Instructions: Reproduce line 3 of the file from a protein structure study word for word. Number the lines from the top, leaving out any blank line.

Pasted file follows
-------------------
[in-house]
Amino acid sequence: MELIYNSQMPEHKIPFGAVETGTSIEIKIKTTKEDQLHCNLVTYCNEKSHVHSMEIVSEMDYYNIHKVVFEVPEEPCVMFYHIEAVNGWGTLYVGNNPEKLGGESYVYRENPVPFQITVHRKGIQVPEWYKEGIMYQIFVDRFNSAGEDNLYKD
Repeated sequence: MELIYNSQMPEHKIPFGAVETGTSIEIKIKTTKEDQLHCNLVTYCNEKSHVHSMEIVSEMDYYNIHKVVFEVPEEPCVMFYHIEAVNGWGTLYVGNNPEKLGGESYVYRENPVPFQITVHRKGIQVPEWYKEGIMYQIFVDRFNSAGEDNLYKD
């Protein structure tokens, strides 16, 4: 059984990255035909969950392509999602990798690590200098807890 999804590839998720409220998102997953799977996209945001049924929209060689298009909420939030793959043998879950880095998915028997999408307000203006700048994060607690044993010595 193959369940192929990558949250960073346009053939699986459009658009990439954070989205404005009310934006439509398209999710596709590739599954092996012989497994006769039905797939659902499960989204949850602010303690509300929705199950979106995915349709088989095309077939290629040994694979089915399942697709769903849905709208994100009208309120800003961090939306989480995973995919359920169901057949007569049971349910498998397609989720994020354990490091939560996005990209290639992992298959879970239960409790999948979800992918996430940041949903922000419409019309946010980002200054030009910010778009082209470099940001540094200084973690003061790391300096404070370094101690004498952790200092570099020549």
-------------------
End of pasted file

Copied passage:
Repeated sequence: MELIYNSQMPEHKIPFGAVETGTSIEIKIKTTKEDQLHCNLVTYCNEKSHVHSMEIVSEMDYYNIHKVVFEVPEEPCVMFYHIEAVNGWGTLYVGNNPEKLGGESYVYRENPVPFQITVHRKGIQVPEWYKEGIMYQIFVDRFNSAGEDNLYKD